To understand the nature of movement of submarine, micro cavitation bubbles were systematically diffused around the exterior of a test body (tube) fully submerged in a water tank. The primary purpose was to assess the feasibility of applying micro cavitation as a means of depth control for underwater vehicles, mainly but not limited to submarines. Ideally, the results would indicate the use of micro cavitation as a more efficient alternative to underwater vehicle depth control than the conventional ballast tank method. The current approach utilizes the Archimedes' principle of buoyancy to alter the density of the object affected, making it less than, or greater than the density of the surrounding fluid. However, this process is too slow for underwater vehicles to react to sudden obstacles inherent in their environment. Rather than altering its internal density, this experiment aimed to investigate the response that would occur if the density of its environment is manipulated instead. In theory, and in a hydrostatic fluid, diffusing micro air bubbles from the top surface of the submarine would dilute the column of water above it with air cavities, thus lowering the density of the water. The resulting pressure differential would then cause the submarine to gain buoyancy.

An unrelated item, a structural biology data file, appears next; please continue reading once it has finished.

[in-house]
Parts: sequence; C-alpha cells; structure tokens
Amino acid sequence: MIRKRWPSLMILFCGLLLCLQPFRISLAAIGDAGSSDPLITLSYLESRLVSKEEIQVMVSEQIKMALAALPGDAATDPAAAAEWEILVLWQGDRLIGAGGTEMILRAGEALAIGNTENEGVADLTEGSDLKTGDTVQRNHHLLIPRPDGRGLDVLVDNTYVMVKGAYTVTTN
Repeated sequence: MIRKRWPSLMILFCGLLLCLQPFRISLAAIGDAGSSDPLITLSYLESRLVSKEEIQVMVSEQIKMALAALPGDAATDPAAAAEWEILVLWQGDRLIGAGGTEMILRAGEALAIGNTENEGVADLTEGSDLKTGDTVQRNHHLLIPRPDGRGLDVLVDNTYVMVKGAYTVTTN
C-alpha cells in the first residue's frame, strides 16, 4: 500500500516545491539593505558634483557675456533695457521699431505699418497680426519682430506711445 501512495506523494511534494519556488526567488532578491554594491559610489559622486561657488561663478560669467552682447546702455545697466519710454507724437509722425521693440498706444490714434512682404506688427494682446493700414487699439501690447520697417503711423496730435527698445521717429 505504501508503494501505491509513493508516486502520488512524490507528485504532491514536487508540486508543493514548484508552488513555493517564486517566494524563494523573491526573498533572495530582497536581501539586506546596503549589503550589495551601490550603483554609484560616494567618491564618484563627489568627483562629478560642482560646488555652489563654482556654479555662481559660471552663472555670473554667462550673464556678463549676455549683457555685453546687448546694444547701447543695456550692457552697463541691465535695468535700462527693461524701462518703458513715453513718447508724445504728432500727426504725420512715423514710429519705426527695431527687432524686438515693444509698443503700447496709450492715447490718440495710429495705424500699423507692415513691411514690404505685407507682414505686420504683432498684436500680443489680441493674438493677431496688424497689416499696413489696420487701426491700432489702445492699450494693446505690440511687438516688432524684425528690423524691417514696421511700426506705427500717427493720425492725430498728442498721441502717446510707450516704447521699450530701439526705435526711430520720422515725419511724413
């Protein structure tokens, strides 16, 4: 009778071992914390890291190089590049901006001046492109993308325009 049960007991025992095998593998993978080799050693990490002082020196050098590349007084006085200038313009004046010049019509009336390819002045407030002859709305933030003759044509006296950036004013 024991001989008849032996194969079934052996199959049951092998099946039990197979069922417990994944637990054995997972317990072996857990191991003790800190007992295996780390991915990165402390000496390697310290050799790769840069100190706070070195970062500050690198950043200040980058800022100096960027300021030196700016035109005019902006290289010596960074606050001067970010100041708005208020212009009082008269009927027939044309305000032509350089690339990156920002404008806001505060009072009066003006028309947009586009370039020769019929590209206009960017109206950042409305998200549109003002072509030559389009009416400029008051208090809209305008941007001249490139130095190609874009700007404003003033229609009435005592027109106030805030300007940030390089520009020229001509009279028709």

Advances and Applications in Fluid Mechanics
Pushpa Publishing House
Grant or Award Name
Embry-Riddle Internal Student Research Grant FY2013-2014
Scholarly Commons Citation
Mancas, S., Sajjadi, S. G., Anderson, A., & Hoffman, D. (2016). Micro Cavitation Bubbles on the Movement of an Experimental Submarine: Theory and Experiments. Advances and Applications in Fluid Mechanics, 19(1). https://doi.org/10.17654/FM019010169